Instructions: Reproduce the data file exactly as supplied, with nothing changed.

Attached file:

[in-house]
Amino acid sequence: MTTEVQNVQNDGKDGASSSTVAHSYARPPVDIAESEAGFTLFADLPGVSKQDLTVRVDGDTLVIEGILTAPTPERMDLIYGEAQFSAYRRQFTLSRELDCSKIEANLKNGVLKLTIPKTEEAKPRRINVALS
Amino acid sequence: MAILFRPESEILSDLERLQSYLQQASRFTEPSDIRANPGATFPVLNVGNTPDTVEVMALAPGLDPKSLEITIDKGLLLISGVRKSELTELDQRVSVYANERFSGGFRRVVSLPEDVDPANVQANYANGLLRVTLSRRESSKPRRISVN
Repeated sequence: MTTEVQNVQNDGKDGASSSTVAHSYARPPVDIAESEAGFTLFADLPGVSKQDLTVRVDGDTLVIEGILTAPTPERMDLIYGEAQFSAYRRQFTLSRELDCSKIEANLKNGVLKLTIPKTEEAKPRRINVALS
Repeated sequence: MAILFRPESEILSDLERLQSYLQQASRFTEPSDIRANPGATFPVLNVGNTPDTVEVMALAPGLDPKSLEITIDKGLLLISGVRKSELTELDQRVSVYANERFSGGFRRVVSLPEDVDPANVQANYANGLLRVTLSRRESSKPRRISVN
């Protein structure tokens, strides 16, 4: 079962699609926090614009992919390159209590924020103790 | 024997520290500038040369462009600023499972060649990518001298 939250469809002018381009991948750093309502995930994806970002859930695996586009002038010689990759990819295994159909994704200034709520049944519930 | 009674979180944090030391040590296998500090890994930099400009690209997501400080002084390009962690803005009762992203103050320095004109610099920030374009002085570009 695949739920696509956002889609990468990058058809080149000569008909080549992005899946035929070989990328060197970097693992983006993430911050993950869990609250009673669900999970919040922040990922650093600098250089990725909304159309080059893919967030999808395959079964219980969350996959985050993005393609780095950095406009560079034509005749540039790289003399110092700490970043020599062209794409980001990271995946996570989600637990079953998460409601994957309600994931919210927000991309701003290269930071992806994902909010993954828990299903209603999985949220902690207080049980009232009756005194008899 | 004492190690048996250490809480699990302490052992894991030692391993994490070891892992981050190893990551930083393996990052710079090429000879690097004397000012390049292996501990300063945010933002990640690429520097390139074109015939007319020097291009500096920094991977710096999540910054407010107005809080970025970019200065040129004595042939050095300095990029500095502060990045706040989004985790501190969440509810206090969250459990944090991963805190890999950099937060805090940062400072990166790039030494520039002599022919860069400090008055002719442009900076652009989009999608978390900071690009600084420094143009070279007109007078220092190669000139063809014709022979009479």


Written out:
[in-house]
Amino acid sequence: MTTEVQNVQNDGKDGASSSTVAHSYARPPVDIAESEAGFTLFADLPGVSKQDLTVRVDGDTLVIEGILTAPTPERMDLIYGEAQFSAYRRQFTLSRELDCSKIEANLKNGVLKLTIPKTEEAKPRRINVALS
Amino acid sequence: MAILFRPESEILSDLERLQSYLQQASRFTEPSDIRANPGATFPVLNVGNTPDTVEVMALAPGLDPKSLEITIDKGLLLISGVRKSELTELDQRVSVYANERFSGGFRRVVSLPEDVDPANVQANYANGLLRVTLSRRESSKPRRISVN
Repeated sequence: MTTEVQNVQNDGKDGASSSTVAHSYARPPVDIAESEAGFTLFADLPGVSKQDLTVRVDGDTLVIEGILTAPTPERMDLIYGEAQFSAYRRQFTLSRELDCSKIEANLKNGVLKLTIPKTEEAKPRRINVALS
Repeated sequence: MAILFRPESEILSDLERLQSYLQQASRFTEPSDIRANPGATFPVLNVGNTPDTVEVMALAPGLDPKSLEITIDKGLLLISGVRKSELTELDQRVSVYANERFSGGFRRVVSLPEDVDPANVQANYANGLLRVTLSRRESSKPRRISVN
């Protein structure tokens, strides 16, 4: 079962699609926090614009992919390159209590924020103790 | 024997520290500038040369462009600023499972060649990518001298 939250469809002018381009991948750093309502995930994806970002859930695996586009002038010689990759990819295994159909994704200034709520049944519930 | 009674979180944090030391040590296998500090890994930099400009690209997501400080002084390009962690803005009762992203103050320095004109610099920030374009002085570009 695949739920696509956002889609990468990058058809080149000569008909080549992005899946035929070989990328060197970097693992983006993430911050993950869990609250009673669900999970919040922040990922650093600098250089990725909304159309080059893919967030999808395959079964219980969350996959985050993005393609780095950095406009560079034509005749540039790289003399110092700490970043020599062209794409980001990271995946996570989600637990079953998460409601994957309600994931919210927000991309701003290269930071992806994902909010993954828990299903209603999985949220902690207080049980009232009756005194008899 | 004492190690048996250490809480699990302490052992894991030692391993994490070891892992981050190893990551930083393996990052710079090429000879690097004397000012390049292996501990300063945010933002990640690429520097390139074109015939007319020097291009500096920094991977710096999540910054407010107005809080970025970019200065040129004595042939050095300095990029500095502060990045706040989004985790501190969440509810206090969250459990944090991963805190890999950099937060805090940062400072990166790039030494520039002599022919860069400090008055002719442009900076652009989009999608978390900071690009600084420094143009070279007109007078220092190669000139063809014709022979009479």